Financing academics for favorable researches

According to the Wall Street Journal's report, Google is financing with hundred dollars research papers to make defence against various regulatory charges with favorable theories on the collection of consumer data or demonstrating that Google’s does not take advantage of its own commercial services are the most mentioned in publications, because of the wide range of policy and legal issues involving Google as antitrust, net and search neutrality, regulation, security, privacy, patents and copyright.

In some cases, it is alleged that Google gives suggestion about the content of papers before their publication, in other cases, professors attend to conferences and write papers without revealing Google’s backing in their research.

A former employee reveals Google’s practices before funding

According to a former employee interviewed, Google used to set a list of working titles, abstracts and budgets for each paper to be proposed to willing authors and used to cover travel expenses for professors going to meet government and administration officials.

Other emails supposedly reveal that Google leveraged funded research papers to deflect antitrust accusations before the Federal Trade Commission.

Relationship between Google and University

The study points out the deep mutual influence between Google and University: from its foundation at Stanford University, to the college-like atmosphere of its offices, it is observed how this relationship has brought such an influence that Google is actually paying millions of dollars each year to academics to write papers in its support.

According to the study, Google has funded 330 research papers published from 2005 to 2017, directly or not.

Academics tend not to reveal financial ties with Google

Study’s percentage is supposed to show that 179 academics were funded by Google and 151 were not, beside the fact that 65% of academics did not disclose Google’s funding.

The study also proposes a strict connection between regulatory threats and funding activities: it shows for example that Google began financing studies on antitrust in 2011 when it went under US government scrutiny for its antitrust practices and that the largest number of publications on the same subject are in coincidence with the EU Commission and US FTC antitrust investigations in 2012 as well as it did about copyright issues.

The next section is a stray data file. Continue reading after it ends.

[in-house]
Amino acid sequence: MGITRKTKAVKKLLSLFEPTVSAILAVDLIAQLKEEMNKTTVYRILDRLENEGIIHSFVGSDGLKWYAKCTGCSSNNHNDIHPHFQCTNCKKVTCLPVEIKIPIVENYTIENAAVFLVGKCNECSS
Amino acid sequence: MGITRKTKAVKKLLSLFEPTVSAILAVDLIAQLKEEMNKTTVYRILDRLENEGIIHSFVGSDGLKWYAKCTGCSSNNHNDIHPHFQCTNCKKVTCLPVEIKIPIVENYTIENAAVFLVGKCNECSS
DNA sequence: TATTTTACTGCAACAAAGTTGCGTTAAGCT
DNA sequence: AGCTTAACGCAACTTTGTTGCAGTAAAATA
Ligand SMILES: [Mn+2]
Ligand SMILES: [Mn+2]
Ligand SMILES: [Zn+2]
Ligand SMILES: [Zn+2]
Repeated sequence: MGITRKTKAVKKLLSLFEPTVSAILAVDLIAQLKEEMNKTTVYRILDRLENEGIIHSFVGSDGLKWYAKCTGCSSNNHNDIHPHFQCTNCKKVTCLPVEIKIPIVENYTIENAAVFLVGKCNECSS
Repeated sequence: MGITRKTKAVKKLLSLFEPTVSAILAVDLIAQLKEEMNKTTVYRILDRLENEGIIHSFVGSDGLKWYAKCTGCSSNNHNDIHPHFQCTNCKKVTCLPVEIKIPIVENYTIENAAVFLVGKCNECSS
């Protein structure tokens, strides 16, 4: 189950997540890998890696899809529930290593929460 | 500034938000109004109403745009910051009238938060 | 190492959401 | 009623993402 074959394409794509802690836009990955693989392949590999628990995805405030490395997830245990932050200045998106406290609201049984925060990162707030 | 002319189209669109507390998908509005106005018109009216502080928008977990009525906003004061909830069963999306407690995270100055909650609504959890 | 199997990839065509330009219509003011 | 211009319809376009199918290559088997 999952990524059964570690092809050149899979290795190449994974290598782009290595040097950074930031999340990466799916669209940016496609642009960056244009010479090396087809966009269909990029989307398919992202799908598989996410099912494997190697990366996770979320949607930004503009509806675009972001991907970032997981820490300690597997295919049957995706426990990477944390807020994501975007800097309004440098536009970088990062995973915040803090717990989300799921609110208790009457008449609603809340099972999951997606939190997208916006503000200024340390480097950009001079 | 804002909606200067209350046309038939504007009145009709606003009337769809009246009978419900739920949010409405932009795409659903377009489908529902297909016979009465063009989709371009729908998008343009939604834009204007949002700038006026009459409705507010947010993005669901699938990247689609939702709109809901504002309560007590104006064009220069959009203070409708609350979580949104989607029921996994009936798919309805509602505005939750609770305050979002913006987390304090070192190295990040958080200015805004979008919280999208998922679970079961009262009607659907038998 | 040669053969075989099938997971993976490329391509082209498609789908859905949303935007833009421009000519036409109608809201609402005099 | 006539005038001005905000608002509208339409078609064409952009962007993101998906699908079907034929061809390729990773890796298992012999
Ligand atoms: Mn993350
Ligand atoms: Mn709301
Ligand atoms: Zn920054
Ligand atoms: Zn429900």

Works sorted by year and subject

Campaign for Accountability has published the full list of funded authors with related works, years of publishing and concerning matter.

The table includes, among many others, prominent scholars and academics that would not reveal their financial ties with Google in their papers, as Geoffrey Manne, Joshua Wright, Daniel Sokol that is supposed to be one of the most influenced author for his favorable papers upon use of data, Michael A. Carrier, J. Gregory Sidak, Andrea Renda, Jorge Contreras that wrote and attended conferences on a looser interpretation of US patent laws,

Campaign for Accountability’s study

The advocacy group Campaign for Accountability, with a methodology made of anecdotal inquiries, analyzes 329 research papers and claims to have found evidence of financial ties binding Google and some academics who may have obtained money to write papers in order to publicly support Google’s business and practices, mostly to address antitrust concerns.

The group states that these research papers, published from 2005 to 2017, were funded by Google as emails and other documents demonstrate it.

The group takes law professor Daniel Sokol as an example of the influence exerted by Google asserting the existence of emails occurred between the professor and the company where he asks money to help persuade other scholars to support Google.

Google’s response

Google’s response to the Campaign for Accountability relies on the Director of Public Policy, Leslie Miller.

He criticizes the report for being misleading because Google is “proud to maintain strong relations with academics, universities and research institutes” and it actually keeps funding external research on tech or policy topics while running publicly its list of policy fellowship programs.

Google’s funding activities require clear disclosure of payment and independence of view. It claims that many of the revealed author had argued against Google in their funded papers.

Indeed, Google points out the fact that one of the main sponsor of the non-profit group, is Oracle that is known for its campaign against Google.

What consequences for the academics?

Until concerned academics do not release their own statements and facts are confirmed, the disclosed report may be able to undermine academic research credibility as well as individuals’ integrity.

It is legitimate to ask if the report can bring consequences to well-known scholars as Renda or Carrier to name a few, for receiving money from a company that benefits from funded research and papers, as Google may have done before courts investigating its policy practices, FTC and EU Commission for example.

Corporate funding and payments for favorable research could be intended as a conflict of interests already seen in US corporations of food, drug, medical, tobacco and oil industries – should be remembered studies on the effects of smoking or the climate change – never well accepted by US government scientists.

Tech companies are financing their research against Google

Along with many other corporate companies, Google may not be alone in funding research for its own goals.

At least, it is not the only tech company creating financial ties with researchers and academics and it is curious how many of these tech companies funded research against Google itself.

Microsoft Corp. is known to have paid Ben Edelman, professor at Harvard, for a paper criticizing Google’s abuse of market dominance while Qualcomm Inc. funded papers against Google in a patent claims lawsuit, as well as some telecommunications companies did.